Saturday, August 7, 2010

Homer Davenport's Bad Date at a Hop Dance

Homer Davenport is Silverton's beloved son. He drew cartoons for the Oregonian, for newspapers in San Francisco, and finally worked for William Randolph Hearst and the New York Evening Journal. At his most popular, he might have been America's most famous and influential political cartoonist. (Walt Curtis on Davenport is also worth reading.)

The Homer Davenport Days are this weekend, of course, and in his 1910 book of nostalgia, The Country Boy, Davenport writes about Silverton society, dating out of his league and "mittens," and a hop dance.
Silverton was a queer place socially; while the townspeople were all of one set and there was little of any class hatred, the rich seldom ever lined up against the poor. Still if a very beautiful girl came to town all of us boys sort of took it for granted that she would turn us down if we did attempt to take her any place, so no one ever gave her the opportunity. We admired her and talked of her at the swimming holes and in fact everywhere we met, but no one ever had the nerve to approach her with a proposal of a "Let's go to the dance, or the party or the entertainment."....

One day a beauty came to town to live with some relatives of hers and she pined some time before she was taken out. I had been out with a threshing crew and we moved on Saturday to a field near Silverton. The grain wasn't quite ripe enough, so we laid off until Monday, —an awful thing to do in that country, giving us all a chance to go into town and get shaved up and a clean shirt.

When I got to town there was a lot of talk on the streets of a dance to be given that night at Egan's Hop House out in the Waldo Hills. After my shave and hair cut it seemed a shame to waste it; that I'd better go to the dance. My financial condition wasn't what you'd call very steady. It rose and fell so that I couldn't hardly count on one girl regularly. But I started in where the most affection lay and met a rather sad refusal. She said she would rather have gone with me, but I hadn't asked her since early spring, so she was engaged to go with Harvey Allen, the leader of the Trombone Band. I went down the line and got eleven "mittens," as we called them. Then I even asked one young girl that had never been to a dance alone, and her mother refused, although the girl was willing, so I called it off and went up home and helped around the barn.

I waved my hat to the girls I had asked as they drove by in livery rigs with other fellows, and after they had all gotten out of town I went down to the post-office to get the Silverton Appeal, when who should I meet but the belle of the village, as we all called her among ourselves. She smiled and I smiled, and she asked why I wasn't at the dance. "What dance?" said I. "At Egan's Hop H o u s e," she replied. "Everybody in town has gone but us." When she said the word "us" I saw a new world....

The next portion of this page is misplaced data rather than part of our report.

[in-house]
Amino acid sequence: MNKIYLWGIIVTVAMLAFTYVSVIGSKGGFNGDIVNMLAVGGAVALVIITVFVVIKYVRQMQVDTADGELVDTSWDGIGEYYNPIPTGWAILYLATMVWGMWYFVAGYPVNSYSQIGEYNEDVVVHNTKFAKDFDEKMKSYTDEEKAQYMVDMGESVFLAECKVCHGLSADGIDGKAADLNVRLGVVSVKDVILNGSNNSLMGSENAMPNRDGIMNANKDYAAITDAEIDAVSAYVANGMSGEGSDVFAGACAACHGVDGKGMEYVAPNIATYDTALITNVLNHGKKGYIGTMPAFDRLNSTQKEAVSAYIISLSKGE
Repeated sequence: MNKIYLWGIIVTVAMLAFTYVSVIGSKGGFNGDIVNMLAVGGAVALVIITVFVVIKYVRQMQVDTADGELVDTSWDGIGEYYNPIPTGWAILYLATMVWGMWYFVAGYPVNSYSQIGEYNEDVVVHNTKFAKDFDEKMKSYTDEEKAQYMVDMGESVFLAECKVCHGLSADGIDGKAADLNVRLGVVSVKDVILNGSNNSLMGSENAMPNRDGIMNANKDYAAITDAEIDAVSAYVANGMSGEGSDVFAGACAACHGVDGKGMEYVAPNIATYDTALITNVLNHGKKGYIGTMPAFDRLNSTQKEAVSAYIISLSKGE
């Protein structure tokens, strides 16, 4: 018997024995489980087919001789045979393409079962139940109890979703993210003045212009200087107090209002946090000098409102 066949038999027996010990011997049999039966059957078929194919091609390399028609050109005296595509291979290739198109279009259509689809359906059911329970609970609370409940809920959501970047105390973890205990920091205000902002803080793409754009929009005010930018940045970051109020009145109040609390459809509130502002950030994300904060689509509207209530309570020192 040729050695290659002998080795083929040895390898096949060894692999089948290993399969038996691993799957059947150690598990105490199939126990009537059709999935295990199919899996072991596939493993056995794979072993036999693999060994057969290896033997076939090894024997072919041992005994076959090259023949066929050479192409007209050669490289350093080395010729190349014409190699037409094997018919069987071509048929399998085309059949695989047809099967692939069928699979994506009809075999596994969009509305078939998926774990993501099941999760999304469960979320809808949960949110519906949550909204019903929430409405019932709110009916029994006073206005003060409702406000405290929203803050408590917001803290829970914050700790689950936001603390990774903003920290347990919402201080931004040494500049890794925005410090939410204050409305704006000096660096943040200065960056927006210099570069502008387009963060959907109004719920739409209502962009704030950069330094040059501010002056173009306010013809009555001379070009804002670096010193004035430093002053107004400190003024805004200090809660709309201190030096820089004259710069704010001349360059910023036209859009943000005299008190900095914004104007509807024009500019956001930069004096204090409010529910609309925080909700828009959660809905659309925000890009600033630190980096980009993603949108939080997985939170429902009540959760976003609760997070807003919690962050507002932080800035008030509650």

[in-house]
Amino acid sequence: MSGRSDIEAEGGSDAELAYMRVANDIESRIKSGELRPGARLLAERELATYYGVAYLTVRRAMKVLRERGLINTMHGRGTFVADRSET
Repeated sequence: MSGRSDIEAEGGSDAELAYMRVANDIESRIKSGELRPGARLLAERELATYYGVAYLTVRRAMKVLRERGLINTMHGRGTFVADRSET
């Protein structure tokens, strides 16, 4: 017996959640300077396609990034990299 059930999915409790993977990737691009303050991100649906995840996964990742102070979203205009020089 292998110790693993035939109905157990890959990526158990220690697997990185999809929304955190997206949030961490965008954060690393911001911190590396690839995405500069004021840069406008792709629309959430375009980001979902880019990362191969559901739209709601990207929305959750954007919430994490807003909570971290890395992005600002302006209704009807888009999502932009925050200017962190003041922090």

Father had compelled me some weeks before to clip my game chickens' wings so they couldn't roost on the back of the buggy seat. In my joy at leaving the barn I had forgotten that my chickens did roost on the hind axle of the buggy, and as we drove out we took the hen roost also, so that naturally when we went over a rock or rough place with the hind wheel, we dislodged all or most of the chickens and they would catch by their necks and flutter back on the axle; thus they frightened the horse that never even shied before at anything; so when I said to the handsomest girl in Silverton, "It's chickens roosting on the hind axle," she exclaimed, "No wonder; I never saw you before to-night without a chicken, and there they are really here with us now." I thought we had lost some, as there were some missing. I didn't know what to do as the dance would soon be over. We couldn't leave them beside the road for fear of skunks or minks. She thought we ought to leave the chickens, but I didn't, as one of our best old hens was in the party and it seemed a crime to expose them to next to certain death.

If it had been daylight and I could have seen the beautiful girl perhaps I would have done differently, but we turned around and started back home slowly, as the tired hens breathed heavily on the back axle. We were still sitting as far apart as the buggy seat would let us; had no outward signs of getting closer, in fact we were getting farther apart. She thought young men shouldn't think so much of chickens, while I thought they were next to human. We planned another ride without chickens, but it was the passing of my short reign and I didn't know it until it was too late. That opportunity that the late John J. Ingalls wrote of was there, but not to wait; and when it went it came no more. We got home, but I had hurt her feelings for chickens, and we parted without much friction. I stayed up until the other folks got home from the dance. They were all more or less happy, especially those on the back seats. I told them I had been riding around all night with the belle of Silverton, but all they did was to laugh and especially the girls that had given me the mitten.

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